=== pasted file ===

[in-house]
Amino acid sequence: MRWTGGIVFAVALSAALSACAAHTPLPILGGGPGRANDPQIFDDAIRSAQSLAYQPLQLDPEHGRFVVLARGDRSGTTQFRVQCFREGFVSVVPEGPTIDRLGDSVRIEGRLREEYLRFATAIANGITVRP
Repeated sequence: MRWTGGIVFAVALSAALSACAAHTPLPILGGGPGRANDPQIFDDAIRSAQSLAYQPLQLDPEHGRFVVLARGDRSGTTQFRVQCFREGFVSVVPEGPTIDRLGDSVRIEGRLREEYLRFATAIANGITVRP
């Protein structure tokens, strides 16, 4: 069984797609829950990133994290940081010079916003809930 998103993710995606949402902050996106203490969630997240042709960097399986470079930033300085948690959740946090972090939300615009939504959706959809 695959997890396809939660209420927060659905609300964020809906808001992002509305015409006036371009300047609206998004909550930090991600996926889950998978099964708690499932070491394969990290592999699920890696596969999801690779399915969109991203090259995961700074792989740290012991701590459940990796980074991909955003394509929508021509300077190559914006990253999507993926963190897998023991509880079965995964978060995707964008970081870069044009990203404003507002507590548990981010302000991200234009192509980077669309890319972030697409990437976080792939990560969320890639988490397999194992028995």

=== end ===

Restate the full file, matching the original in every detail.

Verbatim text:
[in-house]
Amino acid sequence: MRWTGGIVFAVALSAALSACAAHTPLPILGGGPGRANDPQIFDDAIRSAQSLAYQPLQLDPEHGRFVVLARGDRSGTTQFRVQCFREGFVSVVPEGPTIDRLGDSVRIEGRLREEYLRFATAIANGITVRP
Repeated sequence: MRWTGGIVFAVALSAALSACAAHTPLPILGGGPGRANDPQIFDDAIRSAQSLAYQPLQLDPEHGRFVVLARGDRSGTTQFRVQCFREGFVSVVPEGPTIDRLGDSVRIEGRLREEYLRFATAIANGITVRP
């Protein structure tokens, strides 16, 4: 069984797609829950990133994290940081010079916003809930 998103993710995606949402902050996106203490969630997240042709960097399986470079930033300085948690959740946090972090939300615009939504959706959809 695959997890396809939660209420927060659905609300964020809906808001992002509305015409006036371009300047609206998004909550930090991600996926889950998978099964708690499932070491394969990290592999699920890696596969999801690779399915969109991203090259995961700074792989740290012991701590459940990796980074991909955003394509929508021509300077190559914006990253999507993926963190897998023991509880079965995964978060995707964008970081870069044009990203404003507002507590548990981010302000991200234009192509980077669309890319972030697409990437976080792939990560969320890639988490397999194992028995």